Newspaper article The Florida Times Union

Pole Vaulters Fly High at the Avenues; by Teresa Stepzinski

Newspaper article The Florida Times Union

Pole Vaulters Fly High at the Avenues; by Teresa Stepzinski

Article excerpt

Byline: teresa.stepzinski@jacksonville.com

Novice and experienced pole vaulters from throughout Florida competed in an open exhibition Saturday inside The Avenues shopping mall to hone their skills and promote their sport.

Curious shoppers lined the railing of the shopping mall's second floor to watch as about 80 vaulters ranging in age from 10 to 65 sprinted full speed along a narrow, springy 140 foot long runway before planting their pole then launching themselves up and over, a crossbar set at varying heights up to about 17 feet or 17.6 feet.

"This is the only event in the United States like this," said Coach Eli Sunquist, founder and director of the Jacksonville Athletic Club, which hosted the unique event.

Open to competitors of all ages and abilities, the event began at 10 a.m. and continued with the last round set to start at 7 p.m. in the middle of the mall. Participants included high school, collegiate and post-collegiate athletes newcomers to the sport as well as a veterans.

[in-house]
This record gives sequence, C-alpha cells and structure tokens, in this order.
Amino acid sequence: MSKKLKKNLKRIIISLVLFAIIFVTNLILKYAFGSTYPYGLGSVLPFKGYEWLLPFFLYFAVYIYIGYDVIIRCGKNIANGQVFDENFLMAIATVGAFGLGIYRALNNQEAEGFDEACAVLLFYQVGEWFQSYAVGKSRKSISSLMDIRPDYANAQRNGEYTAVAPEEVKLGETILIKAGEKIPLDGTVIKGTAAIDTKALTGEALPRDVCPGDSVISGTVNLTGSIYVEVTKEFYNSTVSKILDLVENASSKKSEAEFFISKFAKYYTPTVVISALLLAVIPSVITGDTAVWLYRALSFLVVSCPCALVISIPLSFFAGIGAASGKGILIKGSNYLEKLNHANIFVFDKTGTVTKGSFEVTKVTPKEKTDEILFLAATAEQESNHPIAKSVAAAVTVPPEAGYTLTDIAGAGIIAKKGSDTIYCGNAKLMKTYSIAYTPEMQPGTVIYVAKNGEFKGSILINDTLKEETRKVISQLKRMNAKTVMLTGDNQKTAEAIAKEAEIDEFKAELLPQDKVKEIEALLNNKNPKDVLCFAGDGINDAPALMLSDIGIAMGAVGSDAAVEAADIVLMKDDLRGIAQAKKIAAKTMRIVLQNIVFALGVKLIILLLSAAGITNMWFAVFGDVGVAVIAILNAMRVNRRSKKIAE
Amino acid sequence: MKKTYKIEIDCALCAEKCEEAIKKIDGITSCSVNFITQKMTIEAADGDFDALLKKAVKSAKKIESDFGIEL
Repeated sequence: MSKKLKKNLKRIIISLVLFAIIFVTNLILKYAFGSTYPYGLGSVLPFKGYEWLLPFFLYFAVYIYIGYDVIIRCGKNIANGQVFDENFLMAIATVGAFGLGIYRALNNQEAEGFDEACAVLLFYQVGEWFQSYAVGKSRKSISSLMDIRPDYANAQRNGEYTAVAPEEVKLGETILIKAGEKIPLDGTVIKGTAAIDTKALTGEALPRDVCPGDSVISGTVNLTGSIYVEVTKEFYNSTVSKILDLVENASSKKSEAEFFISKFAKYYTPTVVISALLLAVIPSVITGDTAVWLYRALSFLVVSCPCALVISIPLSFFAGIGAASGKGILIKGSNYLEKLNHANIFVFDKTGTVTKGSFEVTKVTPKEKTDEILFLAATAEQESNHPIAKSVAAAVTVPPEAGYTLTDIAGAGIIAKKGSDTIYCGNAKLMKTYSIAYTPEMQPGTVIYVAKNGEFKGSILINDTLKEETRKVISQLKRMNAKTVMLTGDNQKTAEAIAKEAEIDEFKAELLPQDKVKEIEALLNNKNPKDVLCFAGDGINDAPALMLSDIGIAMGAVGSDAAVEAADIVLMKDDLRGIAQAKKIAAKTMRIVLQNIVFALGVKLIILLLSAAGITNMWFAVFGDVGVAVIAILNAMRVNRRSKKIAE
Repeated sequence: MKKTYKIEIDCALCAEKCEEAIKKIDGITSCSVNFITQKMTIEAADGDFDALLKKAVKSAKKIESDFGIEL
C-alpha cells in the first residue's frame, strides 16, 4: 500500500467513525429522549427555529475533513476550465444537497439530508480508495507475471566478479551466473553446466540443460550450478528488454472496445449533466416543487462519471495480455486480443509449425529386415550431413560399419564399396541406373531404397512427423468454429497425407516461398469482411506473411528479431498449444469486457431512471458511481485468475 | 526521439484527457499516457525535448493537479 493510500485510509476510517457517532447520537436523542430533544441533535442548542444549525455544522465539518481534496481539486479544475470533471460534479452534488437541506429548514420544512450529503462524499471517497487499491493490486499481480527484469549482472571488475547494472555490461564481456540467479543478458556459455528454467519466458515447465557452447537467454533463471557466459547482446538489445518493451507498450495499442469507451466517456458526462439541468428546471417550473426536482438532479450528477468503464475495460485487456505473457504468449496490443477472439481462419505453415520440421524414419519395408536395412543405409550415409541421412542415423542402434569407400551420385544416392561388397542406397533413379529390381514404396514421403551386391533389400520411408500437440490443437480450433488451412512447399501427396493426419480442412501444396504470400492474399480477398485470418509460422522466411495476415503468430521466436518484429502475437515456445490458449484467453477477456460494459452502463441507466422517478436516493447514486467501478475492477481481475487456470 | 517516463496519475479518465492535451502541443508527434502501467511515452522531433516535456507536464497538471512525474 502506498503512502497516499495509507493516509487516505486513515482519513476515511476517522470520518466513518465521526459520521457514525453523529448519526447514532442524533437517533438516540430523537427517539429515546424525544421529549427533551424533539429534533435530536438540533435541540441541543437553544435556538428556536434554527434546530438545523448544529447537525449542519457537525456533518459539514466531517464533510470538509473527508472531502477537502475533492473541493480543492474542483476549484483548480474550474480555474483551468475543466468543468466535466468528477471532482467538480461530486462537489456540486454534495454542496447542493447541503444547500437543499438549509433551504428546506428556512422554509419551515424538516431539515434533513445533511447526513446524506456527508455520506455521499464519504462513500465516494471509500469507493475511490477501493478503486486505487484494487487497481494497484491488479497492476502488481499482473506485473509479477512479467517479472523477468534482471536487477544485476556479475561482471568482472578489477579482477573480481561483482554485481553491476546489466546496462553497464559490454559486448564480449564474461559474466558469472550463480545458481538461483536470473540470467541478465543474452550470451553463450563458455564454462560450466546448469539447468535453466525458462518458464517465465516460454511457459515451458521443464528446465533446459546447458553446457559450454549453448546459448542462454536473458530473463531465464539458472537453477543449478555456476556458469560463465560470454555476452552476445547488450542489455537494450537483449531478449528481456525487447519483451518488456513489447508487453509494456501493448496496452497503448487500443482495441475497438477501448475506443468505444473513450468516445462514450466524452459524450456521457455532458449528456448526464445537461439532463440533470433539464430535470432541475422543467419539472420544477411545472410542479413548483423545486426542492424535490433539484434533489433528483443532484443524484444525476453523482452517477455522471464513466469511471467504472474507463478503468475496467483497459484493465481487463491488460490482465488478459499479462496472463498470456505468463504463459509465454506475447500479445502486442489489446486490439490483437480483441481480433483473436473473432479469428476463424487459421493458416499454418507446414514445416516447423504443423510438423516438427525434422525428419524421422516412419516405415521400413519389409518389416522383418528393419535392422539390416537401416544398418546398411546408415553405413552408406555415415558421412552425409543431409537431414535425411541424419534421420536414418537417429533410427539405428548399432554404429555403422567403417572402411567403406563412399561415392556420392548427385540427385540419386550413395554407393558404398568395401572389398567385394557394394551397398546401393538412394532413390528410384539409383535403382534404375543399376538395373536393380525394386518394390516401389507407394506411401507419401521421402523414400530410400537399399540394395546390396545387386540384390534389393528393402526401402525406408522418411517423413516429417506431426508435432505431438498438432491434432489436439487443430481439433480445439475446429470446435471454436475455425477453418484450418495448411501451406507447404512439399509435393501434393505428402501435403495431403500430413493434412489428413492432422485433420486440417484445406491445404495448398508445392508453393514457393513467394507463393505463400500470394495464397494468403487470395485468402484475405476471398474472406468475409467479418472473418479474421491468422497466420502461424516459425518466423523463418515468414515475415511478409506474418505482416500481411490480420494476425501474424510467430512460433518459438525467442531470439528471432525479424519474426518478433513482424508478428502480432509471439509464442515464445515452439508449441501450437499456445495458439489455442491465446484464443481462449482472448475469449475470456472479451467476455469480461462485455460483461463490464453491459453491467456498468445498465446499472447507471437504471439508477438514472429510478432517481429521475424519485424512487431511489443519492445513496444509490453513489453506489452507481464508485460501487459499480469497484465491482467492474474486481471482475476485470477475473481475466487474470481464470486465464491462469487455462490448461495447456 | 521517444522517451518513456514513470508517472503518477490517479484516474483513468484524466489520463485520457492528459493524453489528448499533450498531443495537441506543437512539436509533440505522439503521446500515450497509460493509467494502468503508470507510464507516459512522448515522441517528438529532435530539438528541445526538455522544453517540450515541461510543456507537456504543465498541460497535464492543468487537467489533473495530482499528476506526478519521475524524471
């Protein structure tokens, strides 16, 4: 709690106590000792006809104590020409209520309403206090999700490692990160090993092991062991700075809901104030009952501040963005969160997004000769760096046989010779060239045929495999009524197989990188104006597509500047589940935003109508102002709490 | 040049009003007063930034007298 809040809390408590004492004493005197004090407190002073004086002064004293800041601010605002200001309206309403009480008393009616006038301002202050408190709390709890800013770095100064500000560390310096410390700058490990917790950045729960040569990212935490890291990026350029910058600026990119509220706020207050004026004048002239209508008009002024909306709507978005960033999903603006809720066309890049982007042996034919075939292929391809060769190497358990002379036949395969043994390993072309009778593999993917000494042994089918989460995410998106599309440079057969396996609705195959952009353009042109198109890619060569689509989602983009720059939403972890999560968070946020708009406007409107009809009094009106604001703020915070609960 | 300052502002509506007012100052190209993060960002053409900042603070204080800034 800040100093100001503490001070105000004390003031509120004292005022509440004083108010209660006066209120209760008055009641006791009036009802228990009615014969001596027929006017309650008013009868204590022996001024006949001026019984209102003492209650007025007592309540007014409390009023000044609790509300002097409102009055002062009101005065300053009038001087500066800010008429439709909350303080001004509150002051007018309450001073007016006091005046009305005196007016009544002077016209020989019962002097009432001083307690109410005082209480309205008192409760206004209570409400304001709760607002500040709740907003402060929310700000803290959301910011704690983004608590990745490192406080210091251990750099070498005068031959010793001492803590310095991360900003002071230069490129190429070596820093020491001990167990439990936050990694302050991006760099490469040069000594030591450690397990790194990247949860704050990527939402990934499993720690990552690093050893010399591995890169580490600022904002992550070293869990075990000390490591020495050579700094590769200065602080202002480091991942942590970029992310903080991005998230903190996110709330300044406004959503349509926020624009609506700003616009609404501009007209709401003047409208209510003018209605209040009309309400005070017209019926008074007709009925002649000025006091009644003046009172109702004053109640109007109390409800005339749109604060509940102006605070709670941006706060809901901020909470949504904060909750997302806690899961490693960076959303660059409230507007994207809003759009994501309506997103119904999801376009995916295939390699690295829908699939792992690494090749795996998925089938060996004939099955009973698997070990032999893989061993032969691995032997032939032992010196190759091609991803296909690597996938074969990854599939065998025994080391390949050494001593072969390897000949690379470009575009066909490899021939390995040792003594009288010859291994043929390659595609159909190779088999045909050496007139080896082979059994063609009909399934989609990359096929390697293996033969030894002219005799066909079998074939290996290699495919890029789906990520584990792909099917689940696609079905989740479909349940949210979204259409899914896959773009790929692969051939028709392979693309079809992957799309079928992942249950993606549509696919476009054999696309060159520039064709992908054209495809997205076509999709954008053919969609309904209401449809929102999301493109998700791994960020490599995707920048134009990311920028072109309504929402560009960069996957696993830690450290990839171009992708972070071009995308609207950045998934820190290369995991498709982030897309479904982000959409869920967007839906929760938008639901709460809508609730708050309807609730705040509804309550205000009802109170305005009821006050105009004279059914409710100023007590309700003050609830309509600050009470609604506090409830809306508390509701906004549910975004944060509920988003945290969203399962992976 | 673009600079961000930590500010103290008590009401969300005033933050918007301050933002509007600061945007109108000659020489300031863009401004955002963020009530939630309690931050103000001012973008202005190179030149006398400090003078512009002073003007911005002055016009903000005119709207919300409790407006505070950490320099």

"Anybody can pole vault. It takes time to get some of the finer points of the technique down. But as long as an athlete is a little fearless and a little stubborn, and committed to getting better, you know, it's definitely something you can teach to anybody," said Coach Eli Sunquist, founder and director of the athletic club, which offers elite track and field training.

Sunquist said this is the second time since 2015 The Avenues has served as the venue for the indoor event. The reason they picked the mall, Sunquist said, is because it's two stories, and mall management has been gracious in accommodating the event.

"Nobody gets to watch the pole vault from a birds eye view like this. It's always been from the ground before this event," he said.

Regardless whether the vaulters cleared the crossbar or fell short, the crowd applauded their effort. Family, friends and coaches cheered on the athletes who whether they knew it or not, were an inspiration to at least one young spectator.

"Daddy! I wanna do it! I wanna do it!," Caleb Mitchell, 5, implored his father, Conrad, as they watched the first group a mix of boys and girls take on the challenge of heights ranging from four up to 12 feet. …

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